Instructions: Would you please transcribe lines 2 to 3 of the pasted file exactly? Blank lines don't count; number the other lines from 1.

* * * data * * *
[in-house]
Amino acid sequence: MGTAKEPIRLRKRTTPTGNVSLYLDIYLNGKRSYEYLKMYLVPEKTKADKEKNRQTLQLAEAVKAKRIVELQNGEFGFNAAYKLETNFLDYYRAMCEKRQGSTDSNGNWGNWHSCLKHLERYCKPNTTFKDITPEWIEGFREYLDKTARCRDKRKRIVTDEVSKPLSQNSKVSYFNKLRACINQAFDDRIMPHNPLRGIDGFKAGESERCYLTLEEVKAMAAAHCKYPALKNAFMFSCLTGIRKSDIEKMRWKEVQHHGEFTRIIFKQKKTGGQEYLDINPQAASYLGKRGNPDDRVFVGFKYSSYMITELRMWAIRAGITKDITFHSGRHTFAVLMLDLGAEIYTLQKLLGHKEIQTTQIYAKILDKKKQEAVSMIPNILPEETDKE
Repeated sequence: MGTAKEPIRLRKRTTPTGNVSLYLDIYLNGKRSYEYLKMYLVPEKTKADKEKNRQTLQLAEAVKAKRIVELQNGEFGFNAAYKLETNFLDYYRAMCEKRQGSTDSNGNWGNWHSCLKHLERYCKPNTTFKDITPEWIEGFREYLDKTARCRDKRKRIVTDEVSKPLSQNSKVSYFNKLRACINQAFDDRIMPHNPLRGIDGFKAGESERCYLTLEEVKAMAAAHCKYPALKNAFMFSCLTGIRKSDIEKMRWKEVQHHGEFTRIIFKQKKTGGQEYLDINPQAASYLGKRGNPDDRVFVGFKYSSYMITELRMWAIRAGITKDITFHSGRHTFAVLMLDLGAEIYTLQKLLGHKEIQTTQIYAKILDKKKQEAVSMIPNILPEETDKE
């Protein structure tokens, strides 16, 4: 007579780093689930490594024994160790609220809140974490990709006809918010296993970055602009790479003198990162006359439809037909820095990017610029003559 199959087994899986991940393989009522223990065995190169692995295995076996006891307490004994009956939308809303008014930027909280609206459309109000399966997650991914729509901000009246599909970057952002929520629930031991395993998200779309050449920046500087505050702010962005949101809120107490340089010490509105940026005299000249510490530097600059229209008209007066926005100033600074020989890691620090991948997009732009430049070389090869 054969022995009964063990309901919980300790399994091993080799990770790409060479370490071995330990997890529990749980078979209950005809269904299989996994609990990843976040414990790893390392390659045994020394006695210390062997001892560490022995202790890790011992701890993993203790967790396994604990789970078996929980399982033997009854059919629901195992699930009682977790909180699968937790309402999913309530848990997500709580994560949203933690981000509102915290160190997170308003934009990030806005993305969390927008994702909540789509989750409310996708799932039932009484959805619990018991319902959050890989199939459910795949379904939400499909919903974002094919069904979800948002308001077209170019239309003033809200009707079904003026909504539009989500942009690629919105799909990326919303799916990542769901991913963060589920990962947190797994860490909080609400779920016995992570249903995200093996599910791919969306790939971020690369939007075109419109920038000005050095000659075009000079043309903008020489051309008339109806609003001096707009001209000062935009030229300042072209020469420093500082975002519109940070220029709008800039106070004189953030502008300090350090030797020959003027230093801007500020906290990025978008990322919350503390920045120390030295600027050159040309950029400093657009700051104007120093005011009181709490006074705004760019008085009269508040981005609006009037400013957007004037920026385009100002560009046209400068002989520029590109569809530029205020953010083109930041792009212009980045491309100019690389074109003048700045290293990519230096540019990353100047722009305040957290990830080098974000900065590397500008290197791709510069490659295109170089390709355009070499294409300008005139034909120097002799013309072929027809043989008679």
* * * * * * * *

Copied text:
Amino acid sequence: MGTAKEPIRLRKRTTPTGNVSLYLDIYLNGKRSYEYLKMYLVPEKTKADKEKNRQTLQLAEAVKAKRIVELQNGEFGFNAAYKLETNFLDYYRAMCEKRQGSTDSNGNWGNWHSCLKHLERYCKPNTTFKDITPEWIEGFREYLDKTARCRDKRKRIVTDEVSKPLSQNSKVSYFNKLRACINQAFDDRIMPHNPLRGIDGFKAGESERCYLTLEEVKAMAAAHCKYPALKNAFMFSCLTGIRKSDIEKMRWKEVQHHGEFTRIIFKQKKTGGQEYLDINPQAASYLGKRGNPDDRVFVGFKYSSYMITELRMWAIRAGITKDITFHSGRHTFAVLMLDLGAEIYTLQKLLGHKEIQTTQIYAKILDKKKQEAVSMIPNILPEETDKE
Repeated sequence: MGTAKEPIRLRKRTTPTGNVSLYLDIYLNGKRSYEYLKMYLVPEKTKADKEKNRQTLQLAEAVKAKRIVELQNGEFGFNAAYKLETNFLDYYRAMCEKRQGSTDSNGNWGNWHSCLKHLERYCKPNTTFKDITPEWIEGFREYLDKTARCRDKRKRIVTDEVSKPLSQNSKVSYFNKLRACINQAFDDRIMPHNPLRGIDGFKAGESERCYLTLEEVKAMAAAHCKYPALKNAFMFSCLTGIRKSDIEKMRWKEVQHHGEFTRIIFKQKKTGGQEYLDINPQAASYLGKRGNPDDRVFVGFKYSSYMITELRMWAIRAGITKDITFHSGRHTFAVLMLDLGAEIYTLQKLLGHKEIQTTQIYAKILDKKKQEAVSMIPNILPEETDKE